China Box Office: 'Crazy Rich Asians' Bombs Badly After Delayed Debut

Courtesy of Sanja Bucko/Warner Bros.
'Crazy Rich Asians'

Sony's 'Venom,' meanwhile, topped 'Jurassic World: Fallen Kingdom' to become the second-biggest Hollywood release in China this year with $262.2 million.

Nearly four months after its U.S. release, Warner Bros' summer box office phenom Crazy Rich Asians finally debuted in the world's largest Asian nation over the weekend. But the results from China, following much hype and speculation, were thoroughly underwhelming.

Crazy Rich Asians opened on 5,000 screens but earned just $1.2 million, making a dismal eighth-place start, according to Artisan Gateway.

Last week's winner, the edgy local dramedy A Cool Fish, easily held onto first place, taking $24.2 million for a three-weekend total of $90.1 million.

Sony's Venom, meanwhile, also held strong, adding $12.3 million for a monster 24-day total of $262.2 million. The Spider-Man spinoff is now the second-biggest Hollywood release in China this year, having nudged past Universal's Jurassic World: Fallen Kingdom ($261.2 million). Only Disney Marvel's Avengers: Infinity War earned more ($359.5 million).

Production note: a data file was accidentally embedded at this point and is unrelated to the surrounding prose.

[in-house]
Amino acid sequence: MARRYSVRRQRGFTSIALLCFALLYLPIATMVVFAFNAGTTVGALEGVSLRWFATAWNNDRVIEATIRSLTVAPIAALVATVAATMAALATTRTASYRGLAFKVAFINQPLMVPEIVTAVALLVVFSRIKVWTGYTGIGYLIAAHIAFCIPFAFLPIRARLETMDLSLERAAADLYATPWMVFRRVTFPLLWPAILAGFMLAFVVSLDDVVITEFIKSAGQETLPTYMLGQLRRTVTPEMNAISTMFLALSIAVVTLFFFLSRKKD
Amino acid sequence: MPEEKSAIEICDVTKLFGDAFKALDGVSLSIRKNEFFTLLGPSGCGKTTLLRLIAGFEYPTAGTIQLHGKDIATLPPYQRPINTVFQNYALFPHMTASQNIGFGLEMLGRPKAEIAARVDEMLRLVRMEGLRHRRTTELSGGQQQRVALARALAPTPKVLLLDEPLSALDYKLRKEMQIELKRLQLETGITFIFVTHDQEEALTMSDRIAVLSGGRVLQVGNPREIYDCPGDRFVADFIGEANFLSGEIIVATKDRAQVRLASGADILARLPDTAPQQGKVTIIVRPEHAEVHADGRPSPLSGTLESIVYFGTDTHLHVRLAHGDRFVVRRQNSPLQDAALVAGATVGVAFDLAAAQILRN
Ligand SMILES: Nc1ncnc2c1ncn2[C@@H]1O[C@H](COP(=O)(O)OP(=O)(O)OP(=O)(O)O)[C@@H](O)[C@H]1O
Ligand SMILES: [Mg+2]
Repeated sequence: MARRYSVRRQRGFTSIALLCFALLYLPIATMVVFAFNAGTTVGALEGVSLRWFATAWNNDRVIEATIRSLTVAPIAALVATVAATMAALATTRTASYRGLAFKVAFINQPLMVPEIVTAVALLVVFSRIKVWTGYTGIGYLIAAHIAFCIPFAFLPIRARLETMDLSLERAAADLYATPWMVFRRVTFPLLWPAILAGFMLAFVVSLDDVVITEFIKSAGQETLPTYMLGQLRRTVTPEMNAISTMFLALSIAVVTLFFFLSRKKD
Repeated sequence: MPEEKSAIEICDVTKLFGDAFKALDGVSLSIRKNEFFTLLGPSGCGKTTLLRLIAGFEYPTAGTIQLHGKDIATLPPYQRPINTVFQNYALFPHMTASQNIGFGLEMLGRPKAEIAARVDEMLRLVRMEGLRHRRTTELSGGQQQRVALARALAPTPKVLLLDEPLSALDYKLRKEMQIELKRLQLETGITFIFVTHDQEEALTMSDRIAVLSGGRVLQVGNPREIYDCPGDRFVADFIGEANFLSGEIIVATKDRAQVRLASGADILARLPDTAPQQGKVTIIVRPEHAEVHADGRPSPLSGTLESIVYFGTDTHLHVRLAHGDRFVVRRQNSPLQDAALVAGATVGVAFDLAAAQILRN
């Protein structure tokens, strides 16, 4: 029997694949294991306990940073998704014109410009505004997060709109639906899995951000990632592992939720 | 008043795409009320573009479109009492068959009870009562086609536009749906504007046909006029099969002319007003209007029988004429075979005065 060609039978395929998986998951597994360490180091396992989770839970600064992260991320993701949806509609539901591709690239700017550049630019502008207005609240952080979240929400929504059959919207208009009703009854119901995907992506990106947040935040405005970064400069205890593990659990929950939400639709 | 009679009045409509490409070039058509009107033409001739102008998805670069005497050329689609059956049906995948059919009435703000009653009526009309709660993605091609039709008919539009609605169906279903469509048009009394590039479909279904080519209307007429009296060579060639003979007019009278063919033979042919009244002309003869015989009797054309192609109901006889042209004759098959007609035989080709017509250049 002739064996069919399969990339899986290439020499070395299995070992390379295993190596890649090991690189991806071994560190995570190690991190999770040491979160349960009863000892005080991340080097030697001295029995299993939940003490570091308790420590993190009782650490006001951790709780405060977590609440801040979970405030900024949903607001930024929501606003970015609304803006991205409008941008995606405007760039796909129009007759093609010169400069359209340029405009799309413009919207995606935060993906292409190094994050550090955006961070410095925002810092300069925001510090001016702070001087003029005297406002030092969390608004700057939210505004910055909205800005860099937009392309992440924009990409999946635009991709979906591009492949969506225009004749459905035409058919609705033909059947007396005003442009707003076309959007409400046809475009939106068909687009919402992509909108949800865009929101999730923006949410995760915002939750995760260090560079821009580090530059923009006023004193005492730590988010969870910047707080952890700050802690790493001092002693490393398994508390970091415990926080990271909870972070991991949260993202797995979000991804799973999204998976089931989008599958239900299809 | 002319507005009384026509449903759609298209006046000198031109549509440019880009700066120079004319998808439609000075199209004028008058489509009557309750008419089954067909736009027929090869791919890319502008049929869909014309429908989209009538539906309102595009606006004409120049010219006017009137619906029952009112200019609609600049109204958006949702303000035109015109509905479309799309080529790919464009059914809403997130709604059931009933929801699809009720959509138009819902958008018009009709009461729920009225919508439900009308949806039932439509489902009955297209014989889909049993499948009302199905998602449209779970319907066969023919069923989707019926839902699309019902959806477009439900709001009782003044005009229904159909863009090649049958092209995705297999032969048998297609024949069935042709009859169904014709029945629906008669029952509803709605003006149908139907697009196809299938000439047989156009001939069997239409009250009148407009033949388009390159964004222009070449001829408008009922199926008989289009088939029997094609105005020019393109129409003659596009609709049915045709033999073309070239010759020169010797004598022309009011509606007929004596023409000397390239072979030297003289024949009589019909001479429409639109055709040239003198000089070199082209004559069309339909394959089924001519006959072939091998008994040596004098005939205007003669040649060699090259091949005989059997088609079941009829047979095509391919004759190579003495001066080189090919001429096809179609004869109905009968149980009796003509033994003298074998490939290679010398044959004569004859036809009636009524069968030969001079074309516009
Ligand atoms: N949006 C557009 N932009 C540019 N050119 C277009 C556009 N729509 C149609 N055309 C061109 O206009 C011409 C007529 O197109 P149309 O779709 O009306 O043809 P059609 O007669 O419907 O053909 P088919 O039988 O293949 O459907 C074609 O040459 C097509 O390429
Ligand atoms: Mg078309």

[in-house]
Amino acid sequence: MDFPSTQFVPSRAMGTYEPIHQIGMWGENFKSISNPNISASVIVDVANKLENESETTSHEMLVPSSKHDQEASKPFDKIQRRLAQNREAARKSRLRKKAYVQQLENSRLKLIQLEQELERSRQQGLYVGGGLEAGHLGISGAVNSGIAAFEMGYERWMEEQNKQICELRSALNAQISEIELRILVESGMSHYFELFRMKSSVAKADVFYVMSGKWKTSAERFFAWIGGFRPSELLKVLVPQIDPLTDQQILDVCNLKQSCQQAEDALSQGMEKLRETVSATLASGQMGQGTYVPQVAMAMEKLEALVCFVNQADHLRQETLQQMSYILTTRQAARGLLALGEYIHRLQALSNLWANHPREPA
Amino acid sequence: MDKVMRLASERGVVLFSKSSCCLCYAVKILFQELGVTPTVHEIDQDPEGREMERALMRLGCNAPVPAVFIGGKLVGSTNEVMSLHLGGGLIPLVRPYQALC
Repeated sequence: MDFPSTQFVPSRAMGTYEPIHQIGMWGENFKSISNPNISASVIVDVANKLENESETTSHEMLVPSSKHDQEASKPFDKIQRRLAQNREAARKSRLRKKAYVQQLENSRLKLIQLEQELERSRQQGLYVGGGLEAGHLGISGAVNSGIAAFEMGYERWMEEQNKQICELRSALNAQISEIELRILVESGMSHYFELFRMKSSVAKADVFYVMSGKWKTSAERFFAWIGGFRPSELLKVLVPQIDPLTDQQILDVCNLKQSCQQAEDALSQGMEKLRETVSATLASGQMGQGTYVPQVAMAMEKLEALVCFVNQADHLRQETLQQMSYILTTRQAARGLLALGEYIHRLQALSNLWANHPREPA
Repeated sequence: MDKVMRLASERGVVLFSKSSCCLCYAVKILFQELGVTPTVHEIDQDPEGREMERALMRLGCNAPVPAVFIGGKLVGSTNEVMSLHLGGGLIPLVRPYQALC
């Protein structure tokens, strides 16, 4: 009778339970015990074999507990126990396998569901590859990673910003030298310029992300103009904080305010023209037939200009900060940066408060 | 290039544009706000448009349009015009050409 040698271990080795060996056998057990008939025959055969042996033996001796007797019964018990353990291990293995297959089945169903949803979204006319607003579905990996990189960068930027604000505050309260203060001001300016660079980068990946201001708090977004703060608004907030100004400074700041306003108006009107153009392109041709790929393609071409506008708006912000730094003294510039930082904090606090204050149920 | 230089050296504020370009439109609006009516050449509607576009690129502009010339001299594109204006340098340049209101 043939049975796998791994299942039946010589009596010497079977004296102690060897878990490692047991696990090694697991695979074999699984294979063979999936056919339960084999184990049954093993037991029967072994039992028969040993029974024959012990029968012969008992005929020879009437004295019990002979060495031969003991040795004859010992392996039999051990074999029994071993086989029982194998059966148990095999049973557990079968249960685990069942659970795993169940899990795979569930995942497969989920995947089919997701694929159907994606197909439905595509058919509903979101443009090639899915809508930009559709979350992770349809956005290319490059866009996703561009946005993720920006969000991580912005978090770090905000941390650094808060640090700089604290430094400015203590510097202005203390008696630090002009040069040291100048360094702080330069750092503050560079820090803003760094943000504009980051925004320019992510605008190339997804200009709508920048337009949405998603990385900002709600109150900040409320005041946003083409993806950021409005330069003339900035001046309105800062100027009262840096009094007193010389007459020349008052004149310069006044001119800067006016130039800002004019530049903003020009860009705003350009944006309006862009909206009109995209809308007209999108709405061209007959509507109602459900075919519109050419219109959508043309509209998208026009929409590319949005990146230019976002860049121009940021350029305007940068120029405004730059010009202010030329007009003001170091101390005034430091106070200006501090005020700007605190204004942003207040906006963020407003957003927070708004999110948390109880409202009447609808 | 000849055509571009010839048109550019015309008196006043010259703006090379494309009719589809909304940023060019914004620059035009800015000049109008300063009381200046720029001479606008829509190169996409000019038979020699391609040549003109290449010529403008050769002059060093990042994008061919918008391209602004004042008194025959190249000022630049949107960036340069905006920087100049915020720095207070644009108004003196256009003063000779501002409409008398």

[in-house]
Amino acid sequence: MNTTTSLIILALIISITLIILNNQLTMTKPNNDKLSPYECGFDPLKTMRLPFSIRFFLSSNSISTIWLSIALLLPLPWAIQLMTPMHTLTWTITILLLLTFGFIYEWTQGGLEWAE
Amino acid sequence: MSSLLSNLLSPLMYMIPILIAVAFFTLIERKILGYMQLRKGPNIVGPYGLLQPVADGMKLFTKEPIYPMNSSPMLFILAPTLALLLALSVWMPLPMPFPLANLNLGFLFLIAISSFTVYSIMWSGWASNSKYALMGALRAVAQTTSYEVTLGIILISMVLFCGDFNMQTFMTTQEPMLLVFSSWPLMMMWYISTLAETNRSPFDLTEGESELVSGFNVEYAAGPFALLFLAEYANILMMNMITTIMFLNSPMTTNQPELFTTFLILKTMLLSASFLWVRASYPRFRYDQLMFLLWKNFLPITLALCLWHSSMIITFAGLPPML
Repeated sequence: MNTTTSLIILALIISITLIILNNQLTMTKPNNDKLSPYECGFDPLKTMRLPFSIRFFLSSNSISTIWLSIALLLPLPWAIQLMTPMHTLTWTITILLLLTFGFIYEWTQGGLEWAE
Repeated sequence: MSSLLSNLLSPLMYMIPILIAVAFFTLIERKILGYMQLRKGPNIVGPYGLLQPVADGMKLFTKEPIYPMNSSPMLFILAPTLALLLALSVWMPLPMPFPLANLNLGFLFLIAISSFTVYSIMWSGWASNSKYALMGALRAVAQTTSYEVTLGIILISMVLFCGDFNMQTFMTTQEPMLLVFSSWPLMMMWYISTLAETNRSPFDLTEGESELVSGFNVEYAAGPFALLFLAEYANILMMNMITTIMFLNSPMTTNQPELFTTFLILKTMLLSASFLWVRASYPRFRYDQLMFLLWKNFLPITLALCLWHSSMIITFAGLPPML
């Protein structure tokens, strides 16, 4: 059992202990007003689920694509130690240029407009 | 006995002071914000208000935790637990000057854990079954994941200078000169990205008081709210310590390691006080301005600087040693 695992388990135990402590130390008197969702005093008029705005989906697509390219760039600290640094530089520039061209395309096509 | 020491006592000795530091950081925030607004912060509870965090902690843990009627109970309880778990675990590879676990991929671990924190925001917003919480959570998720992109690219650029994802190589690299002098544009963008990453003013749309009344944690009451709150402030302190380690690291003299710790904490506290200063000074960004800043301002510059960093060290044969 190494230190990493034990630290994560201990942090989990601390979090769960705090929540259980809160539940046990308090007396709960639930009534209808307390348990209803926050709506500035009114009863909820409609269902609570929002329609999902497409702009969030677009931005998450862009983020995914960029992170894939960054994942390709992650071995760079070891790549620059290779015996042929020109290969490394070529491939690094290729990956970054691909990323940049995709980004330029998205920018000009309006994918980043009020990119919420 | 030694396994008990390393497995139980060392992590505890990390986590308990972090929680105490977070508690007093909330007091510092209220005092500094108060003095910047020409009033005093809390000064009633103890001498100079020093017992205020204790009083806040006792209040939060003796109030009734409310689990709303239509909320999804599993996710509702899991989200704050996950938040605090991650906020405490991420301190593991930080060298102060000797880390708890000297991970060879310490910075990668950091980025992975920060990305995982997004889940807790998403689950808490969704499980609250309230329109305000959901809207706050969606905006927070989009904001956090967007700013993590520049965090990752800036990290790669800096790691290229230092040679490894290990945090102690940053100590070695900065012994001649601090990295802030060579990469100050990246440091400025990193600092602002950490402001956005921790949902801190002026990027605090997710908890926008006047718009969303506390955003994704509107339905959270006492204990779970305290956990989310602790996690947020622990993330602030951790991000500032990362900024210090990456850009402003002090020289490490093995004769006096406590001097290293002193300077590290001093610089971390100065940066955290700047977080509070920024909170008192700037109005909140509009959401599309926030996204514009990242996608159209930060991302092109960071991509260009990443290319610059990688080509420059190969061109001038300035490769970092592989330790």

The release of Crazy Rich Asians was closely watched by analysts, who had spent months puzzling over how the film's feel-good Cinderella story and celebrated all-Asian cast would connect at the world's second-biggest box office (those advising caution often pointed out that identity tends to be perceived along national lines in China, and that nearly all of the country's own films already feature "all-Asian," or "all-Chinese," casts).

It's now abundantly clear that the curiosity about Crazy Rich Asians' release was not shared by the vast majority of Chinese moviegoers. The film rapidly lost screens throughout the weekend as exhibitors reacted to its surprisingly weak start (less than $500,000 earned Friday) and the dearth of buzz online. The four-month delay after the U.S. release couldn't have helped the film's fortunes, but it certainly wasn't the only marketing problem.  

Other Hollywood holdovers did modestly better. Disney's Ralph Breaks the Internet brought in $10.2 million in its second weekend, taking its total to $34.2 million. Universal's Rowan Atkinson sequel Johnny English Strikes Again notched $5.1 million for a two-weekend total of $21.3 million.

Friday will bring the release of Warner Bros.' Aquaman, directed by James Wan, which is expected to do big business. The Chinese market is getting a look at the superhero tentpole a full two weeks before its North American release Dec. 21.